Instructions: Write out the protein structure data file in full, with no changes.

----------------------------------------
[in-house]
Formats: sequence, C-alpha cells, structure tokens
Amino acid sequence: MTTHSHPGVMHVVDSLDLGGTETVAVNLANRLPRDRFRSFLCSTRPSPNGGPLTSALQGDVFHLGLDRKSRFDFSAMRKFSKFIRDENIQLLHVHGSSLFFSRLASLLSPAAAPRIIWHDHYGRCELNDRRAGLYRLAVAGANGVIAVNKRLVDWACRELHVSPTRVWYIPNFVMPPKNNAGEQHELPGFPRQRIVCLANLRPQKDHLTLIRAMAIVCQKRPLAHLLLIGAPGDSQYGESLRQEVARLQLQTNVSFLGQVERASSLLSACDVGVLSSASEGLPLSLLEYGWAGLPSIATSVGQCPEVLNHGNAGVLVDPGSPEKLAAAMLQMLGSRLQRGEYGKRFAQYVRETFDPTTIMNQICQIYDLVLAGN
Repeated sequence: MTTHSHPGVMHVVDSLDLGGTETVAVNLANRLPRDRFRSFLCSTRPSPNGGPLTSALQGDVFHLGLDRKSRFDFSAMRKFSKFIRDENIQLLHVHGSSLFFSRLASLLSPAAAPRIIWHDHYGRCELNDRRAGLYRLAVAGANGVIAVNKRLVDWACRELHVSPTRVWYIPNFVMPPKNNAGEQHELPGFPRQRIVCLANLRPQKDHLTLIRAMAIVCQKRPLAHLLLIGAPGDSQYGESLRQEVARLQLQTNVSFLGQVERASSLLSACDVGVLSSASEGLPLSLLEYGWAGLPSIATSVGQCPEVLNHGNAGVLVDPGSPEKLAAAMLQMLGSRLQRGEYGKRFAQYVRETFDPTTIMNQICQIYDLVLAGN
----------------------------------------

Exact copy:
[in-house]
Formats: sequence, C-alpha cells, structure tokens
Amino acid sequence: MTTHSHPGVMHVVDSLDLGGTETVAVNLANRLPRDRFRSFLCSTRPSPNGGPLTSALQGDVFHLGLDRKSRFDFSAMRKFSKFIRDENIQLLHVHGSSLFFSRLASLLSPAAAPRIIWHDHYGRCELNDRRAGLYRLAVAGANGVIAVNKRLVDWACRELHVSPTRVWYIPNFVMPPKNNAGEQHELPGFPRQRIVCLANLRPQKDHLTLIRAMAIVCQKRPLAHLLLIGAPGDSQYGESLRQEVARLQLQTNVSFLGQVERASSLLSACDVGVLSSASEGLPLSLLEYGWAGLPSIATSVGQCPEVLNHGNAGVLVDPGSPEKLAAAMLQMLGSRLQRGEYGKRFAQYVRETFDPTTIMNQICQIYDLVLAGN
Repeated sequence: MTTHSHPGVMHVVDSLDLGGTETVAVNLANRLPRDRFRSFLCSTRPSPNGGPLTSALQGDVFHLGLDRKSRFDFSAMRKFSKFIRDENIQLLHVHGSSLFFSRLASLLSPAAAPRIIWHDHYGRCELNDRRAGLYRLAVAGANGVIAVNKRLVDWACRELHVSPTRVWYIPNFVMPPKNNAGEQHELPGFPRQRIVCLANLRPQKDHLTLIRAMAIVCQKRPLAHLLLIGAPGDSQYGESLRQEVARLQLQTNVSFLGQVERASSLLSACDVGVLSSASEGLPLSLLEYGWAGLPSIATSVGQCPEVLNHGNAGVLVDPGSPEKLAAAMLQMLGSRLQRGEYGKRFAQYVRETFDPTTIMNQICQIYDLVLAGN